The ribs of the shoulder piece were connected using the notch system as explored in the measured drawings did in module 1. The notch system associated with panels is shown in the Dragon skin Pavilion. The section and profile part of the second shoulder piece was inspired by the pavilion where panels were connected using a notch system and create this layering effect.
The pyramids used for the shoulder piece were in different lengths varying from a point create. This is done by using paneling tools with the point attracter when panelling the original model. One point attracter was used and is pulled away from the shoulder piece such that the spikes further away from the shoulder became
SHOULDER PIECE Top part will be in the form of ribs connected with notches and the rest will be spikes of different spans, by which the spikes become longer and more obvious when is further away from the shoulder for protection
The ribs will symbolize the delicacy of the should while accompany the spikes will show that we are trying to strengthen it and visualize the idea of "weak is strong"
BACK PIECE IDEA: CAPABILITY OF HUMAN VISION The sketches shows how when one person tries to look behind themselves, they are still not able to see their entire back. These 'blind spots' are the areas our group had decided to cover as a metaphorical form of protection. This part of the second skin add to the wearer's feel of ease as they know their vulnerability would not be breached.
For our back piece our group has also decided to enlarge parts of the shell panels so that they are able to cover the back of the user's neck.
BACK PIECE IDEA: PANEL ALTERATION Further sketches on the shell shapes sticking out of the back section. The sketches again show an attempt to incorporate the design of the Sydney opera house.
A few alterations had been made to the back section of the design. There were to be less but larger spikes, and the neck area is also going to be partially included, as the group realised how this area is also not able to be seen clearly by the wearer.
BACK PIECE DIGITAL MODEL
(FRON INITIAL TO CURRENT RHINO MODELS)
The final version of this model has been panellised. There were initially problems with connecting all panellised elements within this section together. The group then used the ‘Extrude curve to point’ tool to link all parts together. This section of the model was previously only composed of smooth large shell shaped spikes which resembled slightly to the ‘Sydney Opera House’. Parts of the design were then panellised in 3D triangular shapes instead of the 2D triangular panels. This was done to link the back section’s design style to the spikey shoulder section.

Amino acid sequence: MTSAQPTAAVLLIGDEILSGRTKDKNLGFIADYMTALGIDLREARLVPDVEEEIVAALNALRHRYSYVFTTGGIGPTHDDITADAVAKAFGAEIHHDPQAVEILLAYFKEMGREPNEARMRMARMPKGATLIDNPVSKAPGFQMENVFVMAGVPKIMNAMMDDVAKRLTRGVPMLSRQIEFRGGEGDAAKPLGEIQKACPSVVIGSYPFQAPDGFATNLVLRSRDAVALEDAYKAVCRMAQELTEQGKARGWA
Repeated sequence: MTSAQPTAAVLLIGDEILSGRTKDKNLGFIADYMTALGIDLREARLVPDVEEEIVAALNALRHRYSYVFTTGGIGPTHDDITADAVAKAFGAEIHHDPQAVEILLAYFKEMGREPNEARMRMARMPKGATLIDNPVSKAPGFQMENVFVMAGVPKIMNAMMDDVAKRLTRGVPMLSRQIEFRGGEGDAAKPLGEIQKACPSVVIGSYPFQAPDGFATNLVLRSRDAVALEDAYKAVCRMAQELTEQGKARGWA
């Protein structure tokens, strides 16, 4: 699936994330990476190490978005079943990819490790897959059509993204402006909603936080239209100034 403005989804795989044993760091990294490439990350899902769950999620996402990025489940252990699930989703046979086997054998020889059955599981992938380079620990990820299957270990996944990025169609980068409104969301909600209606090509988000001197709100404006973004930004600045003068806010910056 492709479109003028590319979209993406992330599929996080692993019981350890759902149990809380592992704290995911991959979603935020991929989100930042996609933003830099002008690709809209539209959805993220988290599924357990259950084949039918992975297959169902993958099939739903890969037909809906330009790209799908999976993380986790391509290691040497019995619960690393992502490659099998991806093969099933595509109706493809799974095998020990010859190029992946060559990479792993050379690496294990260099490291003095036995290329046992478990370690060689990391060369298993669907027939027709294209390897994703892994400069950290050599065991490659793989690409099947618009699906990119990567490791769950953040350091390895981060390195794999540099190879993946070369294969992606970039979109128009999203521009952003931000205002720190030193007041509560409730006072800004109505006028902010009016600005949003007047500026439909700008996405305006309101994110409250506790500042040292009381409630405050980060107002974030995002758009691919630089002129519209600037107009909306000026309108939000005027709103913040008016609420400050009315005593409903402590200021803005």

ROTATIONAL VIEW OF PROTOTYPE
Images show the spikes created from 3D panelling
COMBINATION OF FINAL RHINO MODELS
Image above shows the process of creating the prototype
There were certain difficulties during the process of making the prototype. Firstly, the card cutter was not able to cut the pieces correctly and had a rough finish after the cutting, we ended up have to cut out each of the pieces separately instead of just pulling out the pieces from the ‘nest’ Another problems was that we did not know how to label the pieces during the nesting process and so we messed up when making the ‘ribs’ part as we couldn’t orient the pieces correctly.
We also found that ivory card was not strong enough to support the original shape of the ribs, by which we may have to consider a different material, e.g. cardboard or boxboard. However at the same time, we recognized that we cannot use a material that is too strong as it may cause deformation of the whole skin and may fail to be worn.
2nd prototype of our model has been constructed using matchsticks and sticky tape as joint material. Elements of different sizes and shapes were created according to 3D model and then collected together and fixed with sticky tape. To thicken the top layers 3 matchsticks have been stuck together,
REFLECTION Week three’s reading on ‘Surfaces that can be built from paper’ had a very large influence on our group’s progression in designing the second skin. The reading mentioned the works of Tony Wills. These works partially inspired the form of the shoulder piece and it’s rather organic shape.
Tony Will’s D-forms (as mentioned in week three’s reading)
During week 4, the Thomas Heatherwick TED Talks Video Clip + the Virtual Environments lectures taught our group to “Think outside the box”. Heatherwick and his group’s imaginative designs (for example the unfolding bridge) influenced the way we tried to connect personal spaces with our second skin design. We were also more focused on the concept of “Form + Function” as we wanted an aesthetically pleasing design which still describes our group’s imagination on personal space. The ‘Lost in parameter space’ reading influenced our group when we were modelling our design up onto Rhino. We used the process of reduction and abstraction within our CAD modelling (e.g. for the back section of the design we decided to model each ‘shell’ off the other, taking out extra time to make different shapes) As mentioned within one of our first few Virtual Environments lectures, the process which led to our final product was not a forward brainstorm- design- model- make process. There was a lot of going back and forth the steps to reach the stage our group is currently at. After making our prototypes our group has realised that there are still many changes needed to be done within our design. For example considering changing the top of the shoulder part design into a stronger shape, that is if our group is going to continue working with Ivory Card.